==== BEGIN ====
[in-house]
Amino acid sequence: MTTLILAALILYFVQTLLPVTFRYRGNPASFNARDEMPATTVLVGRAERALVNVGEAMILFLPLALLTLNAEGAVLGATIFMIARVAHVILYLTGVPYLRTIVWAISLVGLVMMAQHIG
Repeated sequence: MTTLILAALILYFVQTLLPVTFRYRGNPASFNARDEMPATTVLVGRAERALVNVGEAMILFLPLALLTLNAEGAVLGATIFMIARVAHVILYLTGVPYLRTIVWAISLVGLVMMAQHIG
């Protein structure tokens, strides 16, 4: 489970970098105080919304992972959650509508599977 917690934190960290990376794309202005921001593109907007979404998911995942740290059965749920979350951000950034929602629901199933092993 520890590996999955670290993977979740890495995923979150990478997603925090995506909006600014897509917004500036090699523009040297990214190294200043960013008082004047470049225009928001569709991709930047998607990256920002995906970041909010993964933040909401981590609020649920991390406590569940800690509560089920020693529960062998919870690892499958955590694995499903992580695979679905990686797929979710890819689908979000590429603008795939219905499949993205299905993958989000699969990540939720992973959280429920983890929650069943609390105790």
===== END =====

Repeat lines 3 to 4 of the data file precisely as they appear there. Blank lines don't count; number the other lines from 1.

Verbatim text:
Repeated sequence: MTTLILAALILYFVQTLLPVTFRYRGNPASFNARDEMPATTVLVGRAERALVNVGEAMILFLPLALLTLNAEGAVLGATIFMIARVAHVILYLTGVPYLRTIVWAISLVGLVMMAQHIG
């Protein structure tokens, strides 16, 4: 489970970098105080919304992972959650509508599977 917690934190960290990376794309202005921001593109907007979404998911995942740290059965749920979350951000950034929602629901199933092993 520890590996999955670290993977979740890495995923979150990478997603925090995506909006600014897509917004500036090699523009040297990214190294200043960013008082004047470049225009928001569709991709930047998607990256920002995906970041909010993964933040909401981590609020649920991390406590569940800690509560089920020693529960062998919870690892499958955590694995499903992580695979679905990686797929979710890819689908979000590429603008795939219905499949993205299905993958989000699969990540939720992973959280429920983890929650069943609390105790």